But this to me just feels like vw decided at all levels of the company to just say “F the requirements” and that was that. And for some reasons this feels far worse to me than any other safety related issue. Blatant, in your face, non accidental, deliberate fraud in every corner of the company. So large and so deep that I have to ask if they also rigged say crash test cars with equipment or bracing etc that they then didn’t put in the actual production models. Or what other parts like seat belt performance did they “test” and it “passed” because they rigged the test or just straight up lied about the numbers?

    This is not one bad apple or a department of bad apples. This smells more of a rotten, dishonest company from top to bottom. And therefore I can’t personally dismiss it as a fluke or an isolated incident.

    I was on fence if the particulate for diesels might bankrupt vw. I am now officially on vw death watch. If this is true, I suspect it is enough to put them under.


  • avatar

    So they basically cooked the CO2 books in order to look more competitive in Europe or anywhere they tax cars based on CO2 production.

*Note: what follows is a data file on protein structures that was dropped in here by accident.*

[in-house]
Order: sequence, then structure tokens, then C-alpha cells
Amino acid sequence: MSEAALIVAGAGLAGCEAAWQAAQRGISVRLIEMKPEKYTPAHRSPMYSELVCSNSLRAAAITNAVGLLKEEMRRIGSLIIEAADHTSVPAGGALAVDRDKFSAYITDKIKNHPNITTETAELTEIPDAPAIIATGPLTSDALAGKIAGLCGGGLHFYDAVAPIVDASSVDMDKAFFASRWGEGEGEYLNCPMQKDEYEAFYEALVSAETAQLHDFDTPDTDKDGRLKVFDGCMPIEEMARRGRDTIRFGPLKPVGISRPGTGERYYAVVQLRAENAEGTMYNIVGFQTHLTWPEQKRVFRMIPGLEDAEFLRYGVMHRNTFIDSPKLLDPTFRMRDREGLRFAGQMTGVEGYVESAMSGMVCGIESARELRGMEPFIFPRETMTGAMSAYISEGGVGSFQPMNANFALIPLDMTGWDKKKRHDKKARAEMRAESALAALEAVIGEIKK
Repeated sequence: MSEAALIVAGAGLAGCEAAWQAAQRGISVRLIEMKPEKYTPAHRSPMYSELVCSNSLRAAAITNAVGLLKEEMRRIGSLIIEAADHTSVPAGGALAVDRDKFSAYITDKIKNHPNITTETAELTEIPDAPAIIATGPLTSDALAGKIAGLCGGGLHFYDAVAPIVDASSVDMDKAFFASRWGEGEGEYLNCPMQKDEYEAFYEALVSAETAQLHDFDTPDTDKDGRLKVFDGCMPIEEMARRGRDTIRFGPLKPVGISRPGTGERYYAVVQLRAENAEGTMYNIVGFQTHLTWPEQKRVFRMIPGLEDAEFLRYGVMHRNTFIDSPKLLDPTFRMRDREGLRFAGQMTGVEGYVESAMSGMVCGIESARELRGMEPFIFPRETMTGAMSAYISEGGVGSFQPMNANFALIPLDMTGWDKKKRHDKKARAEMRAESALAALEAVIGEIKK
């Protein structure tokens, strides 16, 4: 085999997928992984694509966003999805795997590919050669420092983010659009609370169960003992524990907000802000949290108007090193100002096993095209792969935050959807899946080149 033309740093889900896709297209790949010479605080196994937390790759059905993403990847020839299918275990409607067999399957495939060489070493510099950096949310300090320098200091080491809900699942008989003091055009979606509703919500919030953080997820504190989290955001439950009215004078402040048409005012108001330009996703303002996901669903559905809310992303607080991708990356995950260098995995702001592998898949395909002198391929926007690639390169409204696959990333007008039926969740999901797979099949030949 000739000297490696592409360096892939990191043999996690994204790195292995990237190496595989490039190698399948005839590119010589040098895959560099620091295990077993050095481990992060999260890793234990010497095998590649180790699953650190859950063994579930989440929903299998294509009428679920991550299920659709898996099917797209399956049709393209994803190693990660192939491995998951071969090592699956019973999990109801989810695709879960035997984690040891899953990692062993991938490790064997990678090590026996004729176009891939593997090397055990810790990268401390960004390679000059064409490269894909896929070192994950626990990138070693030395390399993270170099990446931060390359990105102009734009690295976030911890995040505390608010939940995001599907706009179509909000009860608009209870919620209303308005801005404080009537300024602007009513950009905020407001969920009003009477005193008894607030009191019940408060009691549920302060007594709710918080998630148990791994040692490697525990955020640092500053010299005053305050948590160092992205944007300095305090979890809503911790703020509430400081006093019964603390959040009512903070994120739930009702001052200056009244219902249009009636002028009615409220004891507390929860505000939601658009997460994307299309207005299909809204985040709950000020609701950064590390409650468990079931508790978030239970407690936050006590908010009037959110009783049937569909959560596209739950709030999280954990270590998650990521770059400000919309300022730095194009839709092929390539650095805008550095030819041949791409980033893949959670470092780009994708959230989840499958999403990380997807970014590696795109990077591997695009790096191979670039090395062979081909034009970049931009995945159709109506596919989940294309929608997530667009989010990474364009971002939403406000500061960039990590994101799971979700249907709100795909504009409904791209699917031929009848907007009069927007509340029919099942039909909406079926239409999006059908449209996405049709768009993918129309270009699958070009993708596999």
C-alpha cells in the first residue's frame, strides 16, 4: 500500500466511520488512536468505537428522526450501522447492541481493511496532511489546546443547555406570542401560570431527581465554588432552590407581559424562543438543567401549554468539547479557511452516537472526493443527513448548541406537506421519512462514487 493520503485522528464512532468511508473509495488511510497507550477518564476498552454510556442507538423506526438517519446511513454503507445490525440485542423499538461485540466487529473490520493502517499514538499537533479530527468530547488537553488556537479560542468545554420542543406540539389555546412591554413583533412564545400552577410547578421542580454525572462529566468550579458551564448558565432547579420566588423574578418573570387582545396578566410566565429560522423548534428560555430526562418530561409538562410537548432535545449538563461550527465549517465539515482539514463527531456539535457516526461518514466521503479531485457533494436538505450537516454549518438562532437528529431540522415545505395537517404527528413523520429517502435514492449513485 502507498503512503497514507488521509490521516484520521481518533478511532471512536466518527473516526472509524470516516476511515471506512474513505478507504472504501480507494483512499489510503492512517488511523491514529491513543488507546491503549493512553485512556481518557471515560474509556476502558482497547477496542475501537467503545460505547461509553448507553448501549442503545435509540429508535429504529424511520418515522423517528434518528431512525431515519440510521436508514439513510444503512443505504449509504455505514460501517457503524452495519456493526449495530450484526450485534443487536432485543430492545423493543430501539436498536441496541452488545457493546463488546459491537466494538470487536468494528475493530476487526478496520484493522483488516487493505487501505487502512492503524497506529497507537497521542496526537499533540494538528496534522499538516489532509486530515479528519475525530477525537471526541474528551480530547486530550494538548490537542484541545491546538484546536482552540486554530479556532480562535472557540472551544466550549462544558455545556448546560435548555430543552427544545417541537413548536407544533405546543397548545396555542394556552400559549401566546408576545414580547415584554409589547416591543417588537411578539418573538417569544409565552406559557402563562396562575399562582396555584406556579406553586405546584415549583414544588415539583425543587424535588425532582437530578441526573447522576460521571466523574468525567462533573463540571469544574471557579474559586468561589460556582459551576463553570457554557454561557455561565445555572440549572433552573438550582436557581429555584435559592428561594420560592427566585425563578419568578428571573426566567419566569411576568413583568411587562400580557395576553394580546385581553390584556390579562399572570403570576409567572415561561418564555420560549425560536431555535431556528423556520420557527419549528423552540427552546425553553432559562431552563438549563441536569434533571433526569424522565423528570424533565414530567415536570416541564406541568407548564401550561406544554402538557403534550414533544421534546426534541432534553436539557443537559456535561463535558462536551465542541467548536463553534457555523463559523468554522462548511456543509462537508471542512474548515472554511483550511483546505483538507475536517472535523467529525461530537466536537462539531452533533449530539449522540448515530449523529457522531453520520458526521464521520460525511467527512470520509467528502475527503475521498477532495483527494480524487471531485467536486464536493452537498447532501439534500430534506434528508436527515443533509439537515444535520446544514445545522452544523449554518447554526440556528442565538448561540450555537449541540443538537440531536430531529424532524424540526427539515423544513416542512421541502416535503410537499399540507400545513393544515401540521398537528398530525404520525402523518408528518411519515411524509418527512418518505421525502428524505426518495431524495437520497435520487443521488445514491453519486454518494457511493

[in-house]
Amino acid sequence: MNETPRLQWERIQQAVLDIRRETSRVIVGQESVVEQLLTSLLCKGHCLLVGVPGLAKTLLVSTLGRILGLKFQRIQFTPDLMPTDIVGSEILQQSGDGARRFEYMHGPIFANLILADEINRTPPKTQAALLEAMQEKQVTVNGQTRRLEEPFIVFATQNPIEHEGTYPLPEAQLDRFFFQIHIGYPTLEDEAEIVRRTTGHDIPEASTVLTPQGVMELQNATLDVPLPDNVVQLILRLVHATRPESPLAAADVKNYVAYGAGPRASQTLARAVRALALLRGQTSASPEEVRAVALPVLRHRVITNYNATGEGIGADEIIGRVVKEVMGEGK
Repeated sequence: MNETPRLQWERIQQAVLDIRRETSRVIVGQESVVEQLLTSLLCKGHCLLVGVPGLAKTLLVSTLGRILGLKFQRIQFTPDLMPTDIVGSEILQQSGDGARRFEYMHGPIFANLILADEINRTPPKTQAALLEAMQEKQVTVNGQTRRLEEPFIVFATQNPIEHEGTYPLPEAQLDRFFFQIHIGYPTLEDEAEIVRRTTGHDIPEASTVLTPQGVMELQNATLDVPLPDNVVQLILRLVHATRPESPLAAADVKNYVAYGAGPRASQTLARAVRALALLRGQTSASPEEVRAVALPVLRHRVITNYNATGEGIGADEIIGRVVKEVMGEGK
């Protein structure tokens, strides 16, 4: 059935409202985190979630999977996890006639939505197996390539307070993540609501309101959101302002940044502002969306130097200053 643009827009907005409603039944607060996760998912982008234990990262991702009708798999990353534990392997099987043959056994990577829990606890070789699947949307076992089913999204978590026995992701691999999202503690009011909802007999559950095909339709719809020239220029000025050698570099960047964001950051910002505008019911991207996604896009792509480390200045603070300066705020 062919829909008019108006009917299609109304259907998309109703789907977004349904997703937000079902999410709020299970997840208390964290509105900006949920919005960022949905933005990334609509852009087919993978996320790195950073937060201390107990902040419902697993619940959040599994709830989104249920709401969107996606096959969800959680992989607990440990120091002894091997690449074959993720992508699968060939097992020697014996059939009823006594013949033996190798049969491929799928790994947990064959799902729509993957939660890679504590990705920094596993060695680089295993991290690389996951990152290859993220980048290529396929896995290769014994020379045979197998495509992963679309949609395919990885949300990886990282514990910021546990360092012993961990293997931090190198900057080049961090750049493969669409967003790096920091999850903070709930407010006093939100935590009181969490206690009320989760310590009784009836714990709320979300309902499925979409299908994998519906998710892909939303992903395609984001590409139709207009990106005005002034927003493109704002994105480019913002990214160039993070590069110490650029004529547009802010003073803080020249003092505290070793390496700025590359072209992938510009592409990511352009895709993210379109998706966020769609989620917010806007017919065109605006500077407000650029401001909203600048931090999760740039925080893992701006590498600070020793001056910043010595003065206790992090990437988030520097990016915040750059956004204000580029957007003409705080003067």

It will be very interesting to see how they’re trying to firewall this problem and claim that a core group of 10-29 people are responsible for this massive fraud with no one else the wiser. Ridiculous.

  • avatar

    I do not think VW should be shelling out massive government fines for this. Civil litigation – at least in USA – will thump VW in the pocketbook already, which ultimately will be picked up by VW shareholders – mostly little people, in other words.

    The ones who should be suffering are in VW executive suite and they will be the ones who get away. No junior firmware dev decided to ‘update’ critical ECU op routines on his own.

    This also brings up another potential in the future, which is user-based hacking of individual ECU’s to achieve same effect when getting emissions tested. I would guess there is fair amount of fraud going on that way already.

    And that also brings up another point, why would it be only car companies that should suffer a ‘crisis of confidence’ with the auto-public over this? What about EPA (at least in USA)? Whole air-quality-assert regime here seems suspect given scale of what went on under all these alleged MacGruff crime-dog noses and Ralph Nader wannabes. All the unreliable data on VW sticker was ‘certified’ by EPA. Apparently that’s just a form one files – EPA actually has no idea about any of these cars probably.